"[This book] embodies the Buddhist wisdom about change, life, and the
world more than anything written after the events of that day."
December 2008 Archives
December 30, 2008
Simple fact: urbanites carry cameras. Since the early part of the decade, when camera-equipped cell phones became the rage, more and more people have become, as one ad campaign put it, Pocket Paparazzi. So it was curious that amid the carnage in Mumbai last month, there weren't more photographs taken.
As this story in today's New York Times hints, the lack of photographs chronicling this attack (unlike, say, the 7/7 transit bombings in London or the Asia tsunami that claimed tens of thousands of lives four years ago this week) might have been due to the chaos of the situation--and the sheer terror. The act of raising a camera to one's eye literally put one in mortal danger in the sharpshooters' lines of sight.
December 19, 2008
TWO TYPES OF PATRIOT
Mark Felt, a.k.a. Deep Throat, was The Washington Post’s secret confidential source during the Watergate scandal that upended the presidency of Richard Nixon. Felt, a former F.B.I. official, died yesterday at the age of 95. Here is a piece I wrote about him for VanityFair.com. (And here is the original 2005 story that was picked up on the front pages of every newspaper in the world: "I'm the Guy They Called Deep Throat.")
Also check out this VF.com satire, posted yesterday, written with my friend David Moore. In “Bush’s Lame Duck Christmas Dinners” we imagine next week’s slate of White House menus leading up to W.’s last yuletide feasts as president. Try the sub-prime rib and the Noodles Abramoff.
Good tidings to all.
December 14, 2008
JAZZ AGE VOYEUR
Robert Hudovernik, keeper of the flame of the work of 1920s photographer Alfred Cheney Johnston, drew my attention to a series of “Masters of Photography” videos created for YouTube dispersal by a photo-aficionado who goes only by the moniker Cybele. Please take a look at this short clip – a musical slideshow (or, given the Ziegfeld subject matter, "filmstrip"). Cybele has created a YouTube “photography channel” which Hudovernik says is gaining popularity in Europe.
And while you’re at it, check out the work of ACJ, who shot for Vanity Fair during the Jazz Age, viewable at Alfredcheneyjohnston.com. I highly recommend the book Jazz Age Beauties (there's a link for the book on the site), with an introduction by the inimitable Julie Newmar, the actress, sex symbol, writer, and daughter of a Ziegfeld dancer. At 75, Newmar is still thriving.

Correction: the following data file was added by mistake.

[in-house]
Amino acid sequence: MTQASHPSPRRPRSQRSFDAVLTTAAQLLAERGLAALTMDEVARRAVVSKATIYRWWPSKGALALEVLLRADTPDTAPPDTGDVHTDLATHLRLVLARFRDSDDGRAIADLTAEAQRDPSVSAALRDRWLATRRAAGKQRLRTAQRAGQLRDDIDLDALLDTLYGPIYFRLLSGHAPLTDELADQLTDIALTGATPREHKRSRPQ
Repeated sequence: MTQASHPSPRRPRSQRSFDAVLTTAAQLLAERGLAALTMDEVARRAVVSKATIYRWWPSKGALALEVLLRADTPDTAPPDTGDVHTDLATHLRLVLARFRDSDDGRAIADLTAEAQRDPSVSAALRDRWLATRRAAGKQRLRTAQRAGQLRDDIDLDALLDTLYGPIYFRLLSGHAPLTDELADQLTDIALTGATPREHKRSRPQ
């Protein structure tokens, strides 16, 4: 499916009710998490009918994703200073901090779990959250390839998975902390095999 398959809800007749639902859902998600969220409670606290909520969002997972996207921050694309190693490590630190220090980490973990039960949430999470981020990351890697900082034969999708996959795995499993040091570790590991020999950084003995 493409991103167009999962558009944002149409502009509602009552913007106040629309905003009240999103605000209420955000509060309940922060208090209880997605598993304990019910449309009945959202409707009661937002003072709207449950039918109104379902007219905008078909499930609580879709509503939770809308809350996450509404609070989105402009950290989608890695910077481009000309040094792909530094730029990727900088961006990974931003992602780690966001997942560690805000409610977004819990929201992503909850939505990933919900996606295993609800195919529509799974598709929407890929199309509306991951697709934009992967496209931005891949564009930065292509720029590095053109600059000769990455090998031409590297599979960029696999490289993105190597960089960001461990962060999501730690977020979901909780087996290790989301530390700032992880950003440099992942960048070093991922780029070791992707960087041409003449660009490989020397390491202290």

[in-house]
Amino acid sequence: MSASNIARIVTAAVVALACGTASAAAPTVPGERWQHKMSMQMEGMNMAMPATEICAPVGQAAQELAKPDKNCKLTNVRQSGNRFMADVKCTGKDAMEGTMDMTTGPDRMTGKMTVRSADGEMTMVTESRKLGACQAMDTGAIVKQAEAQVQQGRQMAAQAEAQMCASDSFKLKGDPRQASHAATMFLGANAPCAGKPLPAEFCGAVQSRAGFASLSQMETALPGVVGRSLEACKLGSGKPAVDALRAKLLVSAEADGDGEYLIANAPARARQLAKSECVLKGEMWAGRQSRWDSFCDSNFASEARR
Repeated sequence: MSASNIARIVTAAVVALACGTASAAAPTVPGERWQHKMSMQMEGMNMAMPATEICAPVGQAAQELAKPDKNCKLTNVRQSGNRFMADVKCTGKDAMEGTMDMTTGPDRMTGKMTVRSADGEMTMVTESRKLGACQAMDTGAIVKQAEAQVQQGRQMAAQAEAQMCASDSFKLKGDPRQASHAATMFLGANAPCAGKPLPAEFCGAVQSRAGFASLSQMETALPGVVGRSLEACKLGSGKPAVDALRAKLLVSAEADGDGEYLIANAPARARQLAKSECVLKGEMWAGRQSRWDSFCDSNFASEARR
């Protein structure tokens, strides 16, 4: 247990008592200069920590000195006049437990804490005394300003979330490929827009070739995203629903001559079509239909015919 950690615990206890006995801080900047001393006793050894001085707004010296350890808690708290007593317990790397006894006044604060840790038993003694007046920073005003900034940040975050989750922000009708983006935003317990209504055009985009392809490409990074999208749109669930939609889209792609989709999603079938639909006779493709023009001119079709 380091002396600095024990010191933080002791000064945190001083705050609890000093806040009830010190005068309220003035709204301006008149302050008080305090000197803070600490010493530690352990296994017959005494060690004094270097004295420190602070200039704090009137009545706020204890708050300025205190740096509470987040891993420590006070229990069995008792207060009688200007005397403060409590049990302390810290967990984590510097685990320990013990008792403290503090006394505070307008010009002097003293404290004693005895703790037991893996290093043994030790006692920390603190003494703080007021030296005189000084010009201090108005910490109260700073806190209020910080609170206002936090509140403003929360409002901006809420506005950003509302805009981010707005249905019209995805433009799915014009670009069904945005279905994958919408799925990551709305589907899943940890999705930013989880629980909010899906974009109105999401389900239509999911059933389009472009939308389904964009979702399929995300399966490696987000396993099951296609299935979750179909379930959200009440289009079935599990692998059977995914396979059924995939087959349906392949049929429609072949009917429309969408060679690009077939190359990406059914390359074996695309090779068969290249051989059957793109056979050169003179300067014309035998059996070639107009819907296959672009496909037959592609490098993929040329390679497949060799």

BLAG AND BLAGO
Blag and Blago. Too irresistible not to blog about.
It turns out that Jerry Blagrove, the purported friend who videotaped singer-songwriter Amy Winehouse using crack – and then sold the clip to a British tabloid – actually sold Winehouse the drugs in the first place - in order to videotape her and sell the the clip to the tabloids. Blagrove and his accomplice girlfriend reportedly had a list of celebrities they hoped to so videographically compromise. This was a case of Heisenberg meets Allen Funt: the observer not only shaped the outcome of the experiment, he was the instigator.
Concurrently came the secret tapes of Rod Blagojevich. Prosecutors allege that the Illinois governor, known as Blago, was shopping around president-elect Barack Obama’s vacant senate seat for personal gain – and the Feds, who were listening in, have the audio to prove it.
Blag was bagged by a lens; Blago by a mic. Both have been done in by tale of the tape.
As I write in Watching the World Change, apropos of the Internet, we live in a “Pandora-expulsive” age (page 292). Technology ensures that all recorded actions - “deeds and misdeeds alike – are potentially consigned to permanent public memory. Once an image or videoclip barnstorms across the Net, there’s no way to return old Flicker to the paddock and shut the door. Web pages persist. Even if they are deactivated, they can be retrieved if someone has retained a link or has electronically bookmarked that page. This propulsion into the public domain, irrevocable and universal and unfungible, is one of the positive and negative features of the medium.”
BY THE WAY… Last weekend’s New York Times Book Review raved about Vanity Fair: The Portraits. I urge all readers to scoot over the their favorite bookstore now. It’s the perfect holiday gift for the photographically inclined.